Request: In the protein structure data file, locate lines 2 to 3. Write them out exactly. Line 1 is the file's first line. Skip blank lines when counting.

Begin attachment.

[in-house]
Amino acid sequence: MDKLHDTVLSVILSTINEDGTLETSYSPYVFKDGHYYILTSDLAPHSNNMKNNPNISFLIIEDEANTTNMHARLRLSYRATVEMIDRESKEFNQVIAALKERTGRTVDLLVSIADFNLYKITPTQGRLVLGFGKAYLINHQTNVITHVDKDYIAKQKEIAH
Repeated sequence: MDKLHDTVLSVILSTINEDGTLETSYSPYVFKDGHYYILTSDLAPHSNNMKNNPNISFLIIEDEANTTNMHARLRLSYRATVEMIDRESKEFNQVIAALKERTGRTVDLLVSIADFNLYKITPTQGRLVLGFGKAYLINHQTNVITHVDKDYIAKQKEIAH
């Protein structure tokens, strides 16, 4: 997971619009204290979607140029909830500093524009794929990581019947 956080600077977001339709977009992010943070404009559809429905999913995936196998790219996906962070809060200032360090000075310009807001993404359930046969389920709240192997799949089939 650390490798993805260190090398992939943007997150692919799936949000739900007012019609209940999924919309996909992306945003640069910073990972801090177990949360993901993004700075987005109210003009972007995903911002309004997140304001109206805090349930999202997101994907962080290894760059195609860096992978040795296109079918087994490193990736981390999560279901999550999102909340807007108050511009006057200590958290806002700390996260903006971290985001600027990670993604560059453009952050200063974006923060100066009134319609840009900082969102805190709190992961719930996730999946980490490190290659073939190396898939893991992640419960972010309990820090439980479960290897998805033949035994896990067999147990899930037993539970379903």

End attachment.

Amino acid sequence: MDKLHDTVLSVILSTINEDGTLETSYSPYVFKDGHYYILTSDLAPHSNNMKNNPNISFLIIEDEANTTNMHARLRLSYRATVEMIDRESKEFNQVIAALKERTGRTVDLLVSIADFNLYKITPTQGRLVLGFGKAYLINHQTNVITHVDKDYIAKQKEIAH
Repeated sequence: MDKLHDTVLSVILSTINEDGTLETSYSPYVFKDGHYYILTSDLAPHSNNMKNNPNISFLIIEDEANTTNMHARLRLSYRATVEMIDRESKEFNQVIAALKERTGRTVDLLVSIADFNLYKITPTQGRLVLGFGKAYLINHQTNVITHVDKDYIAKQKEIAH